# $3 = return code (number) - optional, if not given, 1 is used { # check if 2 (or 3) non-empty arguments have been passed # if not, print out an input check error without colors if { [$# -ne 2 ] && [ $# -ne 3 ]; } || [ -z "$1" ] || [ -z "$2" ]; then #$1, $2,$3 are to be shown literally in this message
# shellcheck disable=SC2016
printf 'print_error_and_exit_script() input check\n\nWrong number or empty arguments have been passed to the function: %s\n\nExpected the following 2 or 3:\n$1 - error heading (string)\n$2 - error message (string)\n$3 - return code (number) - optional, if not given, 1 is used\n'$#
return 1
fi

if [ $# -eq 2 ] || [ -z "$3" ]; then
return_code=1
elif [ -n "$3" ] && ! [ "$3" -eq "$3" ] 2> /dev/null; then printf 'print_error_and_exit_script() input check\n\nThird argument is expected to be a return code, i.e. a number.\nBut something else was passed instead: %s\n' "$3"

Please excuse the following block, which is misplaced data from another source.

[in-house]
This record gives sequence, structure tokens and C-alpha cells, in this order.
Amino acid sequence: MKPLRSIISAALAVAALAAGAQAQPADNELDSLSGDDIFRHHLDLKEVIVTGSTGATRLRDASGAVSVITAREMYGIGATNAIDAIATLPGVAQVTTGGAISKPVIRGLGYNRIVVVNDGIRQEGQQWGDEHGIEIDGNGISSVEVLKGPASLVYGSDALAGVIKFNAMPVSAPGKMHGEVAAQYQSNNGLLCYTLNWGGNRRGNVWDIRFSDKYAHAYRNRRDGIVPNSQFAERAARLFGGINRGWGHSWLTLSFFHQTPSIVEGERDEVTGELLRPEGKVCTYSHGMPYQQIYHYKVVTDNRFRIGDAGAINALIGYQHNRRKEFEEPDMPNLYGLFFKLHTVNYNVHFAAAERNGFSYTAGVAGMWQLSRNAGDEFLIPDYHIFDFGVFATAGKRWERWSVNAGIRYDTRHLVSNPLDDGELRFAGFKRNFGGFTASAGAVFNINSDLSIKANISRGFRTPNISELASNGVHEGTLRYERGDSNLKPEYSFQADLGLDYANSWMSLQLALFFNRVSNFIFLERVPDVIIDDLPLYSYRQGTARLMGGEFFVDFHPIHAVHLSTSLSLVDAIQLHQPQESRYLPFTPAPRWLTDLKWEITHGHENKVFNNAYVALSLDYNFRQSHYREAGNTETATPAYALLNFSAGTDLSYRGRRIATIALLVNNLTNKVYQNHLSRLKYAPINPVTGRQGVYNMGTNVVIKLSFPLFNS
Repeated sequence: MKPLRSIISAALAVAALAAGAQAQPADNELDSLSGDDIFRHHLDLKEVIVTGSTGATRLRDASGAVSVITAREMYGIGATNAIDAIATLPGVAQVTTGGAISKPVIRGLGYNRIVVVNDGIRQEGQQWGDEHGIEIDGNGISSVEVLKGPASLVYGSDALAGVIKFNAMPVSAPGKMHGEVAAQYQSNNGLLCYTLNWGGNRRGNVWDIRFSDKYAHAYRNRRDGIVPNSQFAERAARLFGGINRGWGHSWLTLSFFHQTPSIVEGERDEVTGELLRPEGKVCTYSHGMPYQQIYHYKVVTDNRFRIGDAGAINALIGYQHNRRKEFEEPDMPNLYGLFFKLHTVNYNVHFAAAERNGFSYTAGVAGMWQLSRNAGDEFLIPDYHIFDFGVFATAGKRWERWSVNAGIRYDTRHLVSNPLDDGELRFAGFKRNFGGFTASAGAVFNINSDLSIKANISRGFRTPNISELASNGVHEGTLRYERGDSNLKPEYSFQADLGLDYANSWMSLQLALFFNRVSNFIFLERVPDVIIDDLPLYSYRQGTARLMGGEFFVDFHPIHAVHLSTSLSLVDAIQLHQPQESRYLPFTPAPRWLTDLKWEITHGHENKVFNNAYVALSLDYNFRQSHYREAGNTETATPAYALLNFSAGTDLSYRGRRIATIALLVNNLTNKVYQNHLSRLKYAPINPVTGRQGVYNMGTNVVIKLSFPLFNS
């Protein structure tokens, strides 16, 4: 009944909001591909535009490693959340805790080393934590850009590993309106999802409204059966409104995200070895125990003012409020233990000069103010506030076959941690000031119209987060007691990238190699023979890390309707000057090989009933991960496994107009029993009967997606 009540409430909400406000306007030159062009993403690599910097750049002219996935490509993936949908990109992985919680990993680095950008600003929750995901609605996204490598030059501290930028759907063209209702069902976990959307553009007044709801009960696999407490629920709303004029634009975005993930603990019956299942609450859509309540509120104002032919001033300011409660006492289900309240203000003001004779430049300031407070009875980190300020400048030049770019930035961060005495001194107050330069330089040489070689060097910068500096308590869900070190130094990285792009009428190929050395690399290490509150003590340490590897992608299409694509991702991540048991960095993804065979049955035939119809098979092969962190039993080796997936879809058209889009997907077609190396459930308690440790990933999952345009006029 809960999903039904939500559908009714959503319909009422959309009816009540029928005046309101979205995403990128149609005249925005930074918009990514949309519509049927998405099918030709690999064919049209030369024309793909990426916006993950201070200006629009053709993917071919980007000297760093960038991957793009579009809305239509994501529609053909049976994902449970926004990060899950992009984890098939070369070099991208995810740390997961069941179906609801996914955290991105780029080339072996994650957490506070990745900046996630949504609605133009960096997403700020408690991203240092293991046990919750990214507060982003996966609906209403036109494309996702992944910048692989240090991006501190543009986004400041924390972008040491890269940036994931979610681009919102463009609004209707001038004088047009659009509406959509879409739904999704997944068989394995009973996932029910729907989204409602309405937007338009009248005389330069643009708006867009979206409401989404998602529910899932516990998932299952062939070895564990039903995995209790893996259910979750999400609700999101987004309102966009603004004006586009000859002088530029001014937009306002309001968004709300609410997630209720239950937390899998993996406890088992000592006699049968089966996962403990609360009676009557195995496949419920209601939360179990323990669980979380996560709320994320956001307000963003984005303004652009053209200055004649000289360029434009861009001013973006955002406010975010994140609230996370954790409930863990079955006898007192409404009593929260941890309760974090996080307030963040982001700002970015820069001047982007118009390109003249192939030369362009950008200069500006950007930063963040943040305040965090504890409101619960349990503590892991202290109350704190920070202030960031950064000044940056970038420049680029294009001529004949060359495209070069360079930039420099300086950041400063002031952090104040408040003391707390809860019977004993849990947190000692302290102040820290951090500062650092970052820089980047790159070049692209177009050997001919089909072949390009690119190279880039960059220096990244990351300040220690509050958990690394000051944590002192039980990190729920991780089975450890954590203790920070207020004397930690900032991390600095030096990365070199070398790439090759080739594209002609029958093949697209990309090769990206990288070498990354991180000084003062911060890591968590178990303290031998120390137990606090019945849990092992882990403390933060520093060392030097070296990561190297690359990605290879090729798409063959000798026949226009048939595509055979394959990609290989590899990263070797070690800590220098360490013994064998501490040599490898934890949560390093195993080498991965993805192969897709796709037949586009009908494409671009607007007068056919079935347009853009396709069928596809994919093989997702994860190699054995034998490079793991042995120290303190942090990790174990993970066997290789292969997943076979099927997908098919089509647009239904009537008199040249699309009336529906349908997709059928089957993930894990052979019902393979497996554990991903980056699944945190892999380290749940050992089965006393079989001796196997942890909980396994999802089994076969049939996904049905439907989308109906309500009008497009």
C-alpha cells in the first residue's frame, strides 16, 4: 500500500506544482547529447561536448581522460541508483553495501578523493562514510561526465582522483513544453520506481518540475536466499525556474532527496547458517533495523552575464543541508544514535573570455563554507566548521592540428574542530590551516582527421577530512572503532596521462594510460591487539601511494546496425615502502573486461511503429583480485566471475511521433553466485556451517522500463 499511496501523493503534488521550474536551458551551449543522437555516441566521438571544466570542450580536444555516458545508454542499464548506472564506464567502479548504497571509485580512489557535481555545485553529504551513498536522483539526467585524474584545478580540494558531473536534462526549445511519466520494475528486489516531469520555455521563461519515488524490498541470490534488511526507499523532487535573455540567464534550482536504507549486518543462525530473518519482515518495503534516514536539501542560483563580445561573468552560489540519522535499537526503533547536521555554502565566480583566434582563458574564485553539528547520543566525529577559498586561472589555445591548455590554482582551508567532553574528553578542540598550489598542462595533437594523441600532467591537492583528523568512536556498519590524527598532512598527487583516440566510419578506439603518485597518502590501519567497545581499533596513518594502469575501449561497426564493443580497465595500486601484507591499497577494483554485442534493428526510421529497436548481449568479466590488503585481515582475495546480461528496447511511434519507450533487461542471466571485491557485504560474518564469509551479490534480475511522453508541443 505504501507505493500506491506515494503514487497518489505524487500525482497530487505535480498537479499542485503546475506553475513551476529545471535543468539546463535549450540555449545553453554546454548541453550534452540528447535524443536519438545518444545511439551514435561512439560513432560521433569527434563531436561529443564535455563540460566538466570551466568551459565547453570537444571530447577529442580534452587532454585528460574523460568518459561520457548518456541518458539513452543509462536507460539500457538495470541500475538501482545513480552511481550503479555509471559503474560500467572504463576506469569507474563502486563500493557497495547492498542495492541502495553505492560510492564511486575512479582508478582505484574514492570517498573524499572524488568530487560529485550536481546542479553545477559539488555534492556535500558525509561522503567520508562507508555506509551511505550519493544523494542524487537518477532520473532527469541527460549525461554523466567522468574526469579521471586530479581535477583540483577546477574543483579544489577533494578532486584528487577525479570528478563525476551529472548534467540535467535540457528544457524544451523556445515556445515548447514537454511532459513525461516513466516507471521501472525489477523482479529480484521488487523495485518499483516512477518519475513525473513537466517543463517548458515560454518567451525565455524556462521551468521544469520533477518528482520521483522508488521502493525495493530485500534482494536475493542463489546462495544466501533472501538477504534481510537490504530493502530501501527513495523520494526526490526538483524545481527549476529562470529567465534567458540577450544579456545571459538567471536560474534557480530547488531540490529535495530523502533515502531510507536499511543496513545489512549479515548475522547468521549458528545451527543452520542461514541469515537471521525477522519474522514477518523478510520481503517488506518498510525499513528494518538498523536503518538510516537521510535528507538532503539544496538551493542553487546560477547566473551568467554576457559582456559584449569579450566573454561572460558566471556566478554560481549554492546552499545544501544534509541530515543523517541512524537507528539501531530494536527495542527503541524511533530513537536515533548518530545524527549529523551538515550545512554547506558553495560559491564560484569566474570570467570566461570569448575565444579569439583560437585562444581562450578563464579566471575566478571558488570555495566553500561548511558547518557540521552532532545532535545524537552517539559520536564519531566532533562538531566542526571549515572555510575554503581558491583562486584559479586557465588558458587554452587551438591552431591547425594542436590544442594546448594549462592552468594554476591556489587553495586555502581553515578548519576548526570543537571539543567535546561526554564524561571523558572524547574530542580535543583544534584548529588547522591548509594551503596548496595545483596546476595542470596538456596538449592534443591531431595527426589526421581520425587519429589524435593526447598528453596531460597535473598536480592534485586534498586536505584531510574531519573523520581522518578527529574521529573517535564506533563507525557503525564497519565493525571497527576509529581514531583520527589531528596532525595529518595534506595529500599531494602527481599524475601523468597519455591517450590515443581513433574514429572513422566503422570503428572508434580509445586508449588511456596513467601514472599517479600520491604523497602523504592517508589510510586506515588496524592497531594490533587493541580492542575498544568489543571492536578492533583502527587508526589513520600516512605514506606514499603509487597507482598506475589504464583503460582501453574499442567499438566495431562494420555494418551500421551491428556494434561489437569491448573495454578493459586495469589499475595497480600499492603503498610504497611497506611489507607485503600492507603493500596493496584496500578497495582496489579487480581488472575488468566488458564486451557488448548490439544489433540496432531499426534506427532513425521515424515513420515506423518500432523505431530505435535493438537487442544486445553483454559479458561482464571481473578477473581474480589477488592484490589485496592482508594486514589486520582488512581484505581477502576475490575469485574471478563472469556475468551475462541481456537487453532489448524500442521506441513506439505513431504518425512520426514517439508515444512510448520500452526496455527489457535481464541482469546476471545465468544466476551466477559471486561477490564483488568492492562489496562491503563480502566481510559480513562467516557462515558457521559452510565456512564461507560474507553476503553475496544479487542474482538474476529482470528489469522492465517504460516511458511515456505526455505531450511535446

return 1
else
return_code=$3 fi print_error "$1" "$2" exit "$return_code"

} >&2

• Again, as explained above, I avoided exec, and redirected both functions' output with >&2.

• Considering my need sometimes to only print error and not exit script, the job has been divided into two functions:

• print_error: prints custom heading and error message without exiting the script; in color, if available

• print_error_and_exit_script: direcly uses print_error, but this one exits the script with customizable exit code (optional 3rd argument)

## Visual example

This is just so you see it in action, sudoedit_run is a function utilizing print_error.